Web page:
Robots fighting our wars, robots playing the sports we love, robots taking care of humans, and robots waging wars against humanity – we’ve seen it all in movies. But many are worried that this work of fiction is slowly becoming a reality.

The advent of technology has allowed robots to do stuff only humans used to do. And now, they are even going after our jobs. This concern is due to a number of emerging technologies that automate physical tasks. They call this robotics. There are also technologies that automate intellectual tasks and customer service tasks — the so-called artificial intelligence, also known as cognitive computing.

But are machines really coming for our jobs?

An Age of Robots

Entrepreneur and author Brad Merrill is convinced that these bots will cost us our jobs in the near future. He claims that at least eight skilled jobs may soon be replaced by robots. Merrill argues that the advent of artificial intelligence in the last few years has been very promising that software is becoming smarter and smarter by the day.

In the past, only unskilled manual labor have been under the constant threat of machine automation. Today, however, even skilled workers are at risk of losing their jobs to robots, too.

In a study conducted by Oxford University and human resource firm Deloitte, they found that 35 percent of current jobs in the UK alone are at risk from automation. In an article published by The Economist, it also said robots will eventually cause the disappearance of some jobs, especially call centers which, according to the Oxford-Deloitte study, has a 75 percent likelihood of automation. And for countries like the Philippines and India, this is not good news at all.

But can robots really replace the human voice or the human touch?

The Loss of Human Touch

Robots are and will definitely be better at us at certain tasks. They are also cheaper. They can work anytime, or all the time. They can be replicated easily also, and at a lesser cost as compared to scaling up human resource needs.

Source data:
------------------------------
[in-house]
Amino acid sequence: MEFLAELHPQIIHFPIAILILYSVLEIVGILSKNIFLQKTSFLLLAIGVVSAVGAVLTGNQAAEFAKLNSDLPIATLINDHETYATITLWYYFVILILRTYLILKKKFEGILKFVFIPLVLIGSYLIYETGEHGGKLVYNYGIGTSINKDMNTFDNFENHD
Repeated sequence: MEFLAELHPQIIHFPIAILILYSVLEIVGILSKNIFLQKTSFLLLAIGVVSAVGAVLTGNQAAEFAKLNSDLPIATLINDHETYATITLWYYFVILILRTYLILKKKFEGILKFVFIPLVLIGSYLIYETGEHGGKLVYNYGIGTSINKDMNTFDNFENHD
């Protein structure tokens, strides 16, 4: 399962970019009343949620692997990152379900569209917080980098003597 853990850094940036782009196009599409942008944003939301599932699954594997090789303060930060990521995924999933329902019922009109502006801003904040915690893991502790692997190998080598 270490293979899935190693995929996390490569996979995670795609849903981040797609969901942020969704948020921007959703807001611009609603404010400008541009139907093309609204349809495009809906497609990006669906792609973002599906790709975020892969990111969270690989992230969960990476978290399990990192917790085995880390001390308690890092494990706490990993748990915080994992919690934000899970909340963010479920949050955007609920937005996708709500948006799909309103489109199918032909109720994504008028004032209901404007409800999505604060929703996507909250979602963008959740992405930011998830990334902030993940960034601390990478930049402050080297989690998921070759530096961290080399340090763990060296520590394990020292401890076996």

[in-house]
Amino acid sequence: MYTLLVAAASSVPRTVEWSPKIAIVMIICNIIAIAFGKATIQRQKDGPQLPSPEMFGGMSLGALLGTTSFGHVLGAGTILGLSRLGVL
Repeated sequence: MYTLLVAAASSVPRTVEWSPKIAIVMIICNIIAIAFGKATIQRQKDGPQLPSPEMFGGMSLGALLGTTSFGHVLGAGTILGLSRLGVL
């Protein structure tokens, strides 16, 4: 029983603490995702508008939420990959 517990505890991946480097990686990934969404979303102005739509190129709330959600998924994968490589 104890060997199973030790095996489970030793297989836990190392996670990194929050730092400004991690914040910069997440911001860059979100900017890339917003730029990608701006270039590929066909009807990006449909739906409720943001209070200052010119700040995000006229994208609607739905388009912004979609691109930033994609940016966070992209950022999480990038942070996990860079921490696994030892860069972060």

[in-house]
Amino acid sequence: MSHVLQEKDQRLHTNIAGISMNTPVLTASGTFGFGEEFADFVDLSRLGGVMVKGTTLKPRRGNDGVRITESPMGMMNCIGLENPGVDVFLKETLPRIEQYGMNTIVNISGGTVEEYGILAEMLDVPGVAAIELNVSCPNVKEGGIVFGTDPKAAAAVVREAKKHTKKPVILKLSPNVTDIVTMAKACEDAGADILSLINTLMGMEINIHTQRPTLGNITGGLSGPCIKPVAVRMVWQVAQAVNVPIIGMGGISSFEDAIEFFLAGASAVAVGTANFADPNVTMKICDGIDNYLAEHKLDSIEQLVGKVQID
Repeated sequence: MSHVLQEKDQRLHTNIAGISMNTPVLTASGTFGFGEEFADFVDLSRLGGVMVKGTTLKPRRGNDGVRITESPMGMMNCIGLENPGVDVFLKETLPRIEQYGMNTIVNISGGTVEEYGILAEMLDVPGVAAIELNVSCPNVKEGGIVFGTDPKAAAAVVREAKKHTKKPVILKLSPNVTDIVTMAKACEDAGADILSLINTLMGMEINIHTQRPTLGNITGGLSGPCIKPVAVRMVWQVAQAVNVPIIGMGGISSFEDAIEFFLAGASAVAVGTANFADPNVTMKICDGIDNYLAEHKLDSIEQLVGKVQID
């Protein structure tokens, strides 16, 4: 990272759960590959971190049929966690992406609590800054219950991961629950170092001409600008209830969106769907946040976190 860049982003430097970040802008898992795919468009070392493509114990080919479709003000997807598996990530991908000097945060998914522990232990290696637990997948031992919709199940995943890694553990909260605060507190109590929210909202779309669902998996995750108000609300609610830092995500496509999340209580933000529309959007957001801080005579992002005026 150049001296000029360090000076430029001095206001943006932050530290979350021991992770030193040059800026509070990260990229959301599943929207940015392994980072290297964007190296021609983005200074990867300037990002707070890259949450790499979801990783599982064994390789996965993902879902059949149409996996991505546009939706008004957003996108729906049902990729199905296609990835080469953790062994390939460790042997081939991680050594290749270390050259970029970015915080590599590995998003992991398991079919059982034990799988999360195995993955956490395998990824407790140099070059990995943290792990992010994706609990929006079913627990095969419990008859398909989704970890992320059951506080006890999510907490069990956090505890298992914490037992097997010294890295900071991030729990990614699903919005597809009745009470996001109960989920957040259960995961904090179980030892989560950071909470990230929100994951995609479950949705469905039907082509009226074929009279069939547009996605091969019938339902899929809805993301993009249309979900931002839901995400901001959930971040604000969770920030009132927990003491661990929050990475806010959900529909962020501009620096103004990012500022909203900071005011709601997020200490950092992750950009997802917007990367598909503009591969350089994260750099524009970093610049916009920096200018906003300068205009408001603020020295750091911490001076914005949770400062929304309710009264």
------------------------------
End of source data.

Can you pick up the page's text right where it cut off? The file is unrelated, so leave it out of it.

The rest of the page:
Robots can also be trained instantly and can learn from their mistakes over time. The Economist reports:

“The cleverest systems, such as the one Celaton, another British firm, has built for Virgin Trains, refer the most complex questions to human operators and learn from the responses. The longer they run, the better they get.”

Robots are also very efficient. They can quickly aggregate, collect, sort, and display data. For example, when taking calls, robots can reduce call transfers from one department to another or reduce the need to log on to a cranky IT system.

This is the kind of workforce that threatens human beings’ relevance in the workplace – brisk, precise, and efficient. It is no wonder that in Nagasaki, Japan, a hotel that recently opened this last summer has a full staff of robots.

But There’s a Promising Future to Look Forward To

J.P. Gownder, vice-president and principal analyst at Forrester Research, believes that ‘humans will find themselves working side by side with robots, rather than being replaced by them’. While skepticism is a natural reaction, Gownder advises the everyone to welcome this development. He argues that while robotics or AI will greatly transform human work, it will also ‘spur the growth of many new jobs — including some entirely new job categories’.

Insofar as the call center industry is concerned, Sarah Burnett of Everest, a research firm, predicts that the most basic or boring jobs will vanish, but human call-center workers will still be needed; not for repetitive and boring tasks; but for more complex services like outbound sales. Needless to say, that is a harder job, which requires better language skills.

What to make out of this development is entirely up to us, Burnett argues. Robots will wipe out the most boring jobs and will free us for more interesting ones. Gownder, too, believes that it makes perfect sense to be hopeful about this development. Robots are not coming to replace all our jobs, just the boring ones.

Forrester Research predicts a promising future. Their model suggests that while automation will eliminate some jobs, automation will also create jobs to offset that will offset the jobs it eliminates. Indeed, the world in which humans and robots work together is revolutionary, although not a revolution that many fear.

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